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Report: Arenas reaches plea agreement

WASHINGTON -- Washington Wizards guard Gilbert Arenas has been charged with a felony in connection with last month's locker room confrontation with a teammate.

But, Arenas has reached a plea agreement that would result in little or no jail time, several sources close to the case told The Washington Post. The newspaper had reported if convicted, Arenas could face a maximum five years in jail and a fine.

Arenas is expected to plead guilty Friday afternoon before D.C. Superior Court Judge Robert E. Morin, the Post reported. His court appearance is scheduled for 2:30 p.m. ET.

Arenas, who last week was suspended indefinitely without pay by NBA commissioner David Stern, was charged with carrying a pistol without a license outside a home or business.

The charges were filed in D.C. Superior Court in an "information," a document that generally signals a plea deal. The charge came directly from prosecutors and not in the form of an indictment.

"We are aware of the charge filed against Gilbert Arenas today and will continue to follow the ongoing legal process very carefully," the Wizards said in a statement issued Thursday. "We will also continue to cooperate fully with the proper authorities and the NBA."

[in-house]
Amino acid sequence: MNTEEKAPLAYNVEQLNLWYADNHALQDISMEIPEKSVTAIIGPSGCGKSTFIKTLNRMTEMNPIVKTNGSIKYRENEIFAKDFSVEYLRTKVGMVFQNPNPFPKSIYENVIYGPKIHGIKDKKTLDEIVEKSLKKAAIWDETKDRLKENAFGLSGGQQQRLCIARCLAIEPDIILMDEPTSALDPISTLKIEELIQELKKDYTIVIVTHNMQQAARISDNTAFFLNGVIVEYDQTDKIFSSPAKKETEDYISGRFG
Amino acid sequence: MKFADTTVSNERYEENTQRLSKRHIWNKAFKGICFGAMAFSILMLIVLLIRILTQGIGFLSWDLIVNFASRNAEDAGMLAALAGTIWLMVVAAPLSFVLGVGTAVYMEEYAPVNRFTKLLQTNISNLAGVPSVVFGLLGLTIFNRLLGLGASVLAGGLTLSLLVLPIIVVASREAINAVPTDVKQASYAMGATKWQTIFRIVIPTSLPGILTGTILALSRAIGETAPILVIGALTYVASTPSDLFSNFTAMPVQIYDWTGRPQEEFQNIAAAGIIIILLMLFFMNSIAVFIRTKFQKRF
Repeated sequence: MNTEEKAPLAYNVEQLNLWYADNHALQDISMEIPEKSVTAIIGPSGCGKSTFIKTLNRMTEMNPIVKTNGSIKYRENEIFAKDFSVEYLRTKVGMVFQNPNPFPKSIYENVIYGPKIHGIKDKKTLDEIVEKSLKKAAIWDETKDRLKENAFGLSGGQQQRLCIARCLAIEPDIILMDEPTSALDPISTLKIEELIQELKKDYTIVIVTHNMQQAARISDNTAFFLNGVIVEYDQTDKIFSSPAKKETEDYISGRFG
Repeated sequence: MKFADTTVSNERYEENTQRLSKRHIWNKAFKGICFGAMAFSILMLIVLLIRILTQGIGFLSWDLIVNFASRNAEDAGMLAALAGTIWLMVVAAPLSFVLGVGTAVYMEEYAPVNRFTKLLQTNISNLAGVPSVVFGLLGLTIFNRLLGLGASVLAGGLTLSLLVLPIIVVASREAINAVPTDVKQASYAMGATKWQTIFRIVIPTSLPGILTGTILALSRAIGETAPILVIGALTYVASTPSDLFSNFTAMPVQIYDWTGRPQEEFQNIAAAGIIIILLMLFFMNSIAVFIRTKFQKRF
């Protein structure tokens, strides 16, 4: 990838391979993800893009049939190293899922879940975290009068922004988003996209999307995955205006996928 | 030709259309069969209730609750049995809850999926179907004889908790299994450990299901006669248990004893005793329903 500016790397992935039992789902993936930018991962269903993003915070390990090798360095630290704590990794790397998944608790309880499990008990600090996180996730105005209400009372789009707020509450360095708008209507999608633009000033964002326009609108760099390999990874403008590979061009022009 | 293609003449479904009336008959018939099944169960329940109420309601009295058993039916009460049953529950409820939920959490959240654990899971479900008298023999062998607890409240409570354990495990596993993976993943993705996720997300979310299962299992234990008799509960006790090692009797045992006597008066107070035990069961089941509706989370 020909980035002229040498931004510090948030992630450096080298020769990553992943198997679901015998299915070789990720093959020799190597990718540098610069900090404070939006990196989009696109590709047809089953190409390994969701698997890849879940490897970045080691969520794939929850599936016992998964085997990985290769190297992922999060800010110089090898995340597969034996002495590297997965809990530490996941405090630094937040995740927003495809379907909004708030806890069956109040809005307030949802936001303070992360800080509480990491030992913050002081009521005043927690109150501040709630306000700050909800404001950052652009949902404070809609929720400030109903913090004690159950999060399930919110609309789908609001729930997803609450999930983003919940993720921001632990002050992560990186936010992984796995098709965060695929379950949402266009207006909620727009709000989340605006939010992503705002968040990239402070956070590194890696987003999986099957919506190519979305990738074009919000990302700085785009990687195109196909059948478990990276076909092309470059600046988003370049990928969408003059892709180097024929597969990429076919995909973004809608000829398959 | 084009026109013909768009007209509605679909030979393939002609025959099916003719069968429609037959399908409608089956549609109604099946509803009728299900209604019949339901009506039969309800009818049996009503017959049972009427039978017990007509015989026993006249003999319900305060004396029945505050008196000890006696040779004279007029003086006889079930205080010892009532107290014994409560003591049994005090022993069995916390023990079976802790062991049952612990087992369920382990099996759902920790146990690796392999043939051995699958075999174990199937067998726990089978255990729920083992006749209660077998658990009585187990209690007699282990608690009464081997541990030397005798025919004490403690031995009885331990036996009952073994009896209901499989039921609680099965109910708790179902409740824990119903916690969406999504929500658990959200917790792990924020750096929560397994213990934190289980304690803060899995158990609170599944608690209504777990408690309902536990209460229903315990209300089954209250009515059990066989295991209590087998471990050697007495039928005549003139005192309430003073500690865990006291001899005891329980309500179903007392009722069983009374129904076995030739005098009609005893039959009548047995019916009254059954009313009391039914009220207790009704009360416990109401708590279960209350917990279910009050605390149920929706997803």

Arenas' lawyer had no immediate comment. The NBA also declined to comment.

Arenas, a three-time All-Star, had admitted to taking unloaded guns out of his locker in a "misguided effort to play a joke" on a teammate following a gambling dispute during a team flight.

Arenas has said he kept multiple guns in his locker at the Verizon Center. He claims he wanted to keep them away from his children and didn't know it was illegal.

At least seven Wizards players and coach Flip Saunders have appeared before a grand jury or been questioned by authorities regarding the matter.

The teammate involved in the spat, Javaris Crittenton, had authorities search his apartment for a semiautomatic handgun in connection with the incident on Thursday afternoon but no evidence was seized.

The outcome of the legal process will have profound implications for Arenas' future in the NBA and with the Wizards specifically. Possession of a gun at an NBA arena is a violation of the league's collective bargaining agreement. Stern was particularly upset that Arenas joked about the matter and said that Arenas' conduct will "ultimately result in a substantial suspension, and perhaps worse."

The Wizards could also attempt to invoke the morals clause found in standard NBA contracts and void the remainder of the six-year, $111 million deal Arenas signed in summer 2008. The players' union would almost certainly contest such a move.

"We will continue to lend our full support to Gilbert and will assist him in every way possible to see this matter through," union executive director Billy Hunter said.

Arenas has played in only 34 games since signing the contract because of a knee injury and the guns-related suspension. He was averaging 22.6 points and 7.2 assists this season for the Wizards, who are 12-25 and in last place in the NBA's Southeast Division.

Information from The Associated Press was used in this report